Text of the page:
The sheer volume of the evidence makes this type of trial far more convoluted than a typical trial.
"You are going to want jurors who are not going to say, 'I need to see an eyewitness or hear a confession,' but are willing to go piece-by-piece through the documentary record to find enough circumstantial evidence to convict," Bellin said.
* The trial could be long.
"In a case like this, there will be more jargon and technical information and complications, not to mention that the trial is likely to be quite lengthy," said James Duane, a professor at Regent Law School, who, like Bellin, spoke in general terms about federal jury selection. "The longer the trial goes, the greater the problems manifest. If a trial is a one-day trial, most people can get off work for a day. As the length of a trial increases, the potential pool of available jurors decreases exponentially."
* The defense wants jurors who know little or nothing about the case.
Defense attorneys asked that the trial be moved out of Hampton Roads, citing publicity surrounding the case. Jackson denied the motion.
"The primary objective of the lawyers is to identify jurors who can't be trusted because they know too much about the case, " Duane said. "Can you disregard preconceived notions and make decisions based on the evidence?"
Whether someone read newspapers or the Internet or watches TV to stay abreast of current events is basically irrelevant, Duane said.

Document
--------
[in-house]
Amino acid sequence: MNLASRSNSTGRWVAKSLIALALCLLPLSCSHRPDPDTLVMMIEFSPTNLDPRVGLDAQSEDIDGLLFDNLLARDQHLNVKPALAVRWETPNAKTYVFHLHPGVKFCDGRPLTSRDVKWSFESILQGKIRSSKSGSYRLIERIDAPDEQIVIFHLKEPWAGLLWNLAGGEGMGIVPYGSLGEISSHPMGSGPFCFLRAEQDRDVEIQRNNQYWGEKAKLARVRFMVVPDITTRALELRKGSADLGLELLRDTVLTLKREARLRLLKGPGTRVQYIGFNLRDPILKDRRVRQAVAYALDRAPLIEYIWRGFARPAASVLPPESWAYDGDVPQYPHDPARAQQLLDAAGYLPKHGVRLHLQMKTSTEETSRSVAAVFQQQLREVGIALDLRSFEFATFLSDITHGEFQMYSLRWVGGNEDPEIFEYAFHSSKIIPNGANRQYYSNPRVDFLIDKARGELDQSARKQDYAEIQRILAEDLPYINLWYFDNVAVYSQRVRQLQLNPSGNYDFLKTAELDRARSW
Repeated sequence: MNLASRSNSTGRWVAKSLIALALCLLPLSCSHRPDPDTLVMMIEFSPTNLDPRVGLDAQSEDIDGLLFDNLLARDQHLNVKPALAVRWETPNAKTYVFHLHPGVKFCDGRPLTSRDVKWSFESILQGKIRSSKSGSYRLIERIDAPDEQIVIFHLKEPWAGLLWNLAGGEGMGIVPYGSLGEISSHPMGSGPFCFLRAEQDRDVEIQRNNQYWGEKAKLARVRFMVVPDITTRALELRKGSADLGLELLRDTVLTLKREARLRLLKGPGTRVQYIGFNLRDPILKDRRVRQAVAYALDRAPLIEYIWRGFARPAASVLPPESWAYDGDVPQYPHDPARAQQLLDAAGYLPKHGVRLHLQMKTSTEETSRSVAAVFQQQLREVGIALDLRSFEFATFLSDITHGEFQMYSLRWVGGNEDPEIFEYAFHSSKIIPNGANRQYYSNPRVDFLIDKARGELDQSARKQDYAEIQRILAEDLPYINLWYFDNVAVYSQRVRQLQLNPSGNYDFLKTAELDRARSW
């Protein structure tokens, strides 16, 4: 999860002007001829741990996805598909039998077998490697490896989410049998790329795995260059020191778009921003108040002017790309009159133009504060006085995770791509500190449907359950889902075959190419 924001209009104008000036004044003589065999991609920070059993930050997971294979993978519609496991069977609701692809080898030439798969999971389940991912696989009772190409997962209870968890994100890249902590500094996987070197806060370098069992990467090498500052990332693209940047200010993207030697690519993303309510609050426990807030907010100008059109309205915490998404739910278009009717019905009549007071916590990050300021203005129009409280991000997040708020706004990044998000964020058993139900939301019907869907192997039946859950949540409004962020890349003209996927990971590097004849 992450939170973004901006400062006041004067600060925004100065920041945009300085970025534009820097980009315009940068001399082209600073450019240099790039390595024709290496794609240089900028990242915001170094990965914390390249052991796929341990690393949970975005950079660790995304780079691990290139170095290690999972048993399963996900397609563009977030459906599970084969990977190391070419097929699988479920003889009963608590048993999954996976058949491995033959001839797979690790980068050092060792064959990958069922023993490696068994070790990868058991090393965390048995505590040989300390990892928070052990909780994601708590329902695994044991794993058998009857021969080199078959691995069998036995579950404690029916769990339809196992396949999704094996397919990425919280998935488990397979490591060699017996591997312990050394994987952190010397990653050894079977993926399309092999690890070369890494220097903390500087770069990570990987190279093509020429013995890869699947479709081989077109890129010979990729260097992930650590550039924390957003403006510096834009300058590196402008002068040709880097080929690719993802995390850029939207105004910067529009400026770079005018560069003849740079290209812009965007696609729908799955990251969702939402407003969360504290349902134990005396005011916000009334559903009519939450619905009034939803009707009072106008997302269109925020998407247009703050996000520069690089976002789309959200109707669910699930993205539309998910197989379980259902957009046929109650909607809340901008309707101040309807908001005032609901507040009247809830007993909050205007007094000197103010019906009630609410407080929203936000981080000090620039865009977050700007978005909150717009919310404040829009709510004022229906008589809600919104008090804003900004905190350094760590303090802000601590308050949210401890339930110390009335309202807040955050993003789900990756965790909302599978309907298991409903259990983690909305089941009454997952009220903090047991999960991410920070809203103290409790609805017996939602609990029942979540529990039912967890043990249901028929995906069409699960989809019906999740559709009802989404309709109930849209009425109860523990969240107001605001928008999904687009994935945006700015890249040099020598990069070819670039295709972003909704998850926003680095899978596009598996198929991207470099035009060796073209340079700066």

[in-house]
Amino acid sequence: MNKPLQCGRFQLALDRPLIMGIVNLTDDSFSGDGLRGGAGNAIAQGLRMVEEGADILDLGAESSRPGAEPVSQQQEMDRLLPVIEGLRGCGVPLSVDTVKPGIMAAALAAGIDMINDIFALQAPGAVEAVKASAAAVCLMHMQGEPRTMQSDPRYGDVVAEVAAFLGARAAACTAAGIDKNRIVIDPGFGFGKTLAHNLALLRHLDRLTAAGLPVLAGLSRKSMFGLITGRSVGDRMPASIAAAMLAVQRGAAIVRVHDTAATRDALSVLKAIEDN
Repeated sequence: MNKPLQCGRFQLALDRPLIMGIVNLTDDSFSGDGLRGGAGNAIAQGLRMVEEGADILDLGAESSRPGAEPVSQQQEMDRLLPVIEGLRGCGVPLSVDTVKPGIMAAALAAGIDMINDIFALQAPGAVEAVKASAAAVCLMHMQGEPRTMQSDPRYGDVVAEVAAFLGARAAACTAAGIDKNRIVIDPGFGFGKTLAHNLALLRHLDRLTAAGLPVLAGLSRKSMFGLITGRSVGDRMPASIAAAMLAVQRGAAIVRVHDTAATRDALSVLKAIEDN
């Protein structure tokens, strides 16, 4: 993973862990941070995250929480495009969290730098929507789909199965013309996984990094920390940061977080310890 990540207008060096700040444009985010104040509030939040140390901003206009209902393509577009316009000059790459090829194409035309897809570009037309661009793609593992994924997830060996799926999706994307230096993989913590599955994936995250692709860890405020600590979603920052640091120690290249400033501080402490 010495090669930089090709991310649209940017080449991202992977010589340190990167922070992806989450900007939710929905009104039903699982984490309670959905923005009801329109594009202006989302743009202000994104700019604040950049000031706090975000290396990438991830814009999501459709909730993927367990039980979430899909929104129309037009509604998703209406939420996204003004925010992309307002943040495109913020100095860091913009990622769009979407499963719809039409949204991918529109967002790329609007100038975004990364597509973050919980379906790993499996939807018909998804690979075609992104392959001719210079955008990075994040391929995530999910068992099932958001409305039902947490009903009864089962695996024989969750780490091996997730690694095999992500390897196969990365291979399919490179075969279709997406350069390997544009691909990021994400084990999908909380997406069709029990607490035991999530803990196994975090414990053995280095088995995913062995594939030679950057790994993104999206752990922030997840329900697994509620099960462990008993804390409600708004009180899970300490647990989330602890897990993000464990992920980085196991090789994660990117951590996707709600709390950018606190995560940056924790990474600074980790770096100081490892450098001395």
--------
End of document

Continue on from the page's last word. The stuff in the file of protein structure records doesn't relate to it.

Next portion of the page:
"Whether someone may or may not have their fair share of intellectual curiosity and sophistication doesn't necessarily mean that he doesn't have the mental ability necessary to digest the evidence in the case," Duane said.
* The defense will want to dismiss potential jurors who have a bias against bankers.
Prosecutors have held the defendants up as examples of the greed that helped lead to the economy's collapse.
"Make no mistake," Rick Raven, chief of the Internal Revenue Service's Criminal Investigation Office, said last summer when the defendants were indicted. "This case is about greed."
"We saw how brutally and successfully President Obama and his handlers tried to make this last presidential campaign into a campaign about class warfare," Duane said. "Look how much energy and advertising was related to this idea that Mitt Romney is just there for the 1 percent. No doubt about it, there is a lot of resentment right now by people who believe, perhaps with good reason, that their problems can and should be blamed on the more prosperous members of the community, both inside and outside of the banking industry. Those jurors will be bad for the defense."
* Likewise, the prosecution may have to contend with bias against law enforcement.
Prosecutors tend to favor jurors who are or who have family members in law enforcement, or those who have had good experiences with law enforcement.
Defense attorneys, however, tend to favor jurors who might not have such a good opinion of prosecutors, police officers, federal agents and the IRS, Duane said.
"They are much more likely to view law enforcement as excessive, overbearing, over the top, unhelpful, uncooperative, unreasonable," he said. "That tends to make these people better jurors for the defense."